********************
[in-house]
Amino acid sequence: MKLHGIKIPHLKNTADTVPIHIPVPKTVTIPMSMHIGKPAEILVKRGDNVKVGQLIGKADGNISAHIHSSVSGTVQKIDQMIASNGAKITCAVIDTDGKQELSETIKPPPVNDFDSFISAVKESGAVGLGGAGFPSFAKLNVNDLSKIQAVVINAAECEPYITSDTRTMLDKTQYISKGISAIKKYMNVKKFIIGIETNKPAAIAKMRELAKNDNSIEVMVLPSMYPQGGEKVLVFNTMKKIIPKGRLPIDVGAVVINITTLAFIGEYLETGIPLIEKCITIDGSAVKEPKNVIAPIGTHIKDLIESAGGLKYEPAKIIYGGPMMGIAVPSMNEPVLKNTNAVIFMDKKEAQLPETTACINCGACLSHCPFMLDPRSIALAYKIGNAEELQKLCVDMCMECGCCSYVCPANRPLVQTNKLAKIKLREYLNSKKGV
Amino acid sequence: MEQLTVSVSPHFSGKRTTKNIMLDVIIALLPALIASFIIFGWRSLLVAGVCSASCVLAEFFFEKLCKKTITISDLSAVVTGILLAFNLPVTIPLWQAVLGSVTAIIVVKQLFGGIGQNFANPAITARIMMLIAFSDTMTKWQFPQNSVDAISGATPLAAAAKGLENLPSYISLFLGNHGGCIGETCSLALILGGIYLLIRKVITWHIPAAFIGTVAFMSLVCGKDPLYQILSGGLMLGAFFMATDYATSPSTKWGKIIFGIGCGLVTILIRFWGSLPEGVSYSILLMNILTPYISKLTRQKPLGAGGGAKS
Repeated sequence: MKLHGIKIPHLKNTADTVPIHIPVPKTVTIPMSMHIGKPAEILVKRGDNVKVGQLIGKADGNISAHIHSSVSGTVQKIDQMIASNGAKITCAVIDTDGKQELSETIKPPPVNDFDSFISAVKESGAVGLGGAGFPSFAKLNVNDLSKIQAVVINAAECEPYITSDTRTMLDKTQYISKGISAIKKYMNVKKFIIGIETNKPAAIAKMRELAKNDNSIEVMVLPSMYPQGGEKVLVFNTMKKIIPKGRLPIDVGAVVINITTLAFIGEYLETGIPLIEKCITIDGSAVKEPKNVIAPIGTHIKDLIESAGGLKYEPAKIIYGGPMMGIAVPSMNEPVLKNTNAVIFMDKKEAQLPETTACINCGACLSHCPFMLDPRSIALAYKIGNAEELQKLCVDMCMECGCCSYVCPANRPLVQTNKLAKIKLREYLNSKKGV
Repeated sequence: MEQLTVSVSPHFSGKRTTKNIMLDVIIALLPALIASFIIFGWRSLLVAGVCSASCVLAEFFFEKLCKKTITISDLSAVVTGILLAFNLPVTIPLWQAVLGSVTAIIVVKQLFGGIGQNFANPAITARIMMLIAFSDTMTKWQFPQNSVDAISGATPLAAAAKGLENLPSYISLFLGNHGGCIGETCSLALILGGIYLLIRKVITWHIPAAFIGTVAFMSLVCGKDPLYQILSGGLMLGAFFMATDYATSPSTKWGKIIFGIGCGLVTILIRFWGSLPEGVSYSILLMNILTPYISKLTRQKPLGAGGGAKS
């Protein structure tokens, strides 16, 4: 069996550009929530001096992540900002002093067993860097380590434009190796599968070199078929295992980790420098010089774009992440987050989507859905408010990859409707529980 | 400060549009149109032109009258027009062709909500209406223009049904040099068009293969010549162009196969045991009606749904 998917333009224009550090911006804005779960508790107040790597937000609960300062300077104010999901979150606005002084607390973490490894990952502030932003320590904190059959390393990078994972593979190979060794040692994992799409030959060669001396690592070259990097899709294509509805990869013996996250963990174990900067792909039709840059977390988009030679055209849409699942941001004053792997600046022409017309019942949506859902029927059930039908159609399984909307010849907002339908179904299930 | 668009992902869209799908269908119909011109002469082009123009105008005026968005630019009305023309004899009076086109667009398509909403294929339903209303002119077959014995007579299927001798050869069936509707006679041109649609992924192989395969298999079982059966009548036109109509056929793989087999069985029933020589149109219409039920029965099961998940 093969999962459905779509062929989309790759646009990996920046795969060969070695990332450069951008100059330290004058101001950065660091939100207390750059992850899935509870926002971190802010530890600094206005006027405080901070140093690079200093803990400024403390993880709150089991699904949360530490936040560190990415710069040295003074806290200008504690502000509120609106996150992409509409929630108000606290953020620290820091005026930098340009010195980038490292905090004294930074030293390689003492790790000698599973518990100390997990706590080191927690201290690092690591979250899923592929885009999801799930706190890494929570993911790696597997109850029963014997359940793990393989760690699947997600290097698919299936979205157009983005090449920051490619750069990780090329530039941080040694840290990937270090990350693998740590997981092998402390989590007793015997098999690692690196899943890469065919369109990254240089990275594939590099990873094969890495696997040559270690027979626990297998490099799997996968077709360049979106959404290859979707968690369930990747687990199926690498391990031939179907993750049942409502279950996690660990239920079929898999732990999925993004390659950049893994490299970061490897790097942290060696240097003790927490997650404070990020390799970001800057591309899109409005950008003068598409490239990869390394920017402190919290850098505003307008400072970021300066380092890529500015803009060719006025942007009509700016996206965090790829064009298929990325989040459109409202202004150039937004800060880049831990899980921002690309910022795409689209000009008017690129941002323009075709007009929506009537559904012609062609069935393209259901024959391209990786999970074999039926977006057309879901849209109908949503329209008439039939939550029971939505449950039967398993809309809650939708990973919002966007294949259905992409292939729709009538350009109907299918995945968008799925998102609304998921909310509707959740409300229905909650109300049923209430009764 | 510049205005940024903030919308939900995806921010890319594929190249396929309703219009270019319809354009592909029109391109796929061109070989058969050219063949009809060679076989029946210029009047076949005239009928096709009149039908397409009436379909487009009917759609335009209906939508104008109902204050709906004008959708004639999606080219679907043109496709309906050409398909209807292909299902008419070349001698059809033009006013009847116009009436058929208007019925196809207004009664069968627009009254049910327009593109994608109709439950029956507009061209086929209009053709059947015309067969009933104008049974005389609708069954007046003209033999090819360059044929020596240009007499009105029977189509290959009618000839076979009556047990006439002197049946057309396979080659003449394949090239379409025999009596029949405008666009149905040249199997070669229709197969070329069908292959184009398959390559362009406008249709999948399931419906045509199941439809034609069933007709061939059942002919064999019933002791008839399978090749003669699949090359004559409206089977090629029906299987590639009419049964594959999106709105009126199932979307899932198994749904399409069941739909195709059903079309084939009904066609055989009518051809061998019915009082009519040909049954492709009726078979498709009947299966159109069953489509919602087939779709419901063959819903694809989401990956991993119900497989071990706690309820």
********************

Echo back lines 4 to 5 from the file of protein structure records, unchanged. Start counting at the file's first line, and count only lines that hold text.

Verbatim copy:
Repeated sequence: MKLHGIKIPHLKNTADTVPIHIPVPKTVTIPMSMHIGKPAEILVKRGDNVKVGQLIGKADGNISAHIHSSVSGTVQKIDQMIASNGAKITCAVIDTDGKQELSETIKPPPVNDFDSFISAVKESGAVGLGGAGFPSFAKLNVNDLSKIQAVVINAAECEPYITSDTRTMLDKTQYISKGISAIKKYMNVKKFIIGIETNKPAAIAKMRELAKNDNSIEVMVLPSMYPQGGEKVLVFNTMKKIIPKGRLPIDVGAVVINITTLAFIGEYLETGIPLIEKCITIDGSAVKEPKNVIAPIGTHIKDLIESAGGLKYEPAKIIYGGPMMGIAVPSMNEPVLKNTNAVIFMDKKEAQLPETTACINCGACLSHCPFMLDPRSIALAYKIGNAEELQKLCVDMCMECGCCSYVCPANRPLVQTNKLAKIKLREYLNSKKGV
Repeated sequence: MEQLTVSVSPHFSGKRTTKNIMLDVIIALLPALIASFIIFGWRSLLVAGVCSASCVLAEFFFEKLCKKTITISDLSAVVTGILLAFNLPVTIPLWQAVLGSVTAIIVVKQLFGGIGQNFANPAITARIMMLIAFSDTMTKWQFPQNSVDAISGATPLAAAAKGLENLPSYISLFLGNHGGCIGETCSLALILGGIYLLIRKVITWHIPAAFIGTVAFMSLVCGKDPLYQILSGGLMLGAFFMATDYATSPSTKWGKIIFGIGCGLVTILIRFWGSLPEGVSYSILLMNILTPYISKLTRQKPLGAGGGAKS